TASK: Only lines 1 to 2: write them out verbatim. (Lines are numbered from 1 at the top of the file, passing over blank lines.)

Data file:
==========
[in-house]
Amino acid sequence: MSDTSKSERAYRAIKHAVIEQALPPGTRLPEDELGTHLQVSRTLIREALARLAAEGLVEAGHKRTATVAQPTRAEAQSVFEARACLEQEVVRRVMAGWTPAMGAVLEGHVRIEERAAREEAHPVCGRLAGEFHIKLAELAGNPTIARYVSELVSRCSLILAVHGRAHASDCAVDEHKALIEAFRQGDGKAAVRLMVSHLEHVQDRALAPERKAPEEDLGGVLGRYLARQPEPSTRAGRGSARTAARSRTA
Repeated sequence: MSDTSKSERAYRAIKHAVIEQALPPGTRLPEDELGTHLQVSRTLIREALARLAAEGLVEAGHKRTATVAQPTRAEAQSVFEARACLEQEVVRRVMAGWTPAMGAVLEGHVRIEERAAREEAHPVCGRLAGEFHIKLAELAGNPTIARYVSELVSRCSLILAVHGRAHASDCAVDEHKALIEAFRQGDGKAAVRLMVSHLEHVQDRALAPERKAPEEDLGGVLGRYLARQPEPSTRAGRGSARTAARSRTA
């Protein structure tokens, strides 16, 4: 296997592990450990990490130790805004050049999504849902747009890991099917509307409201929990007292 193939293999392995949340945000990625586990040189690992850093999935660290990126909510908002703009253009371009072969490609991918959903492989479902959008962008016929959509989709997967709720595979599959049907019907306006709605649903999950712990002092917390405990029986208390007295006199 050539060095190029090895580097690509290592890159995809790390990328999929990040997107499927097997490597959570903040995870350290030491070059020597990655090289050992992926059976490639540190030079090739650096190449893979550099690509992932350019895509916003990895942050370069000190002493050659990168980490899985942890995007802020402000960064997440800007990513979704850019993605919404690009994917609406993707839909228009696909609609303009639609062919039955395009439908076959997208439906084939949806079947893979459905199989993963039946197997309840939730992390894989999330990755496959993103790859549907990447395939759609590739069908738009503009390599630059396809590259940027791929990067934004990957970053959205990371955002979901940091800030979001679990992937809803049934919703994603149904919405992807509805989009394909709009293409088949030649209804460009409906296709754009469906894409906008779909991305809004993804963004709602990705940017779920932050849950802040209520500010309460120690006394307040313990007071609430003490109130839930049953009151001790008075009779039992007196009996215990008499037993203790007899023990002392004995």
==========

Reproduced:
[in-house]
Amino acid sequence: MSDTSKSERAYRAIKHAVIEQALPPGTRLPEDELGTHLQVSRTLIREALARLAAEGLVEAGHKRTATVAQPTRAEAQSVFEARACLEQEVVRRVMAGWTPAMGAVLEGHVRIEERAAREEAHPVCGRLAGEFHIKLAELAGNPTIARYVSELVSRCSLILAVHGRAHASDCAVDEHKALIEAFRQGDGKAAVRLMVSHLEHVQDRALAPERKAPEEDLGGVLGRYLARQPEPSTRAGRGSARTAARSRTA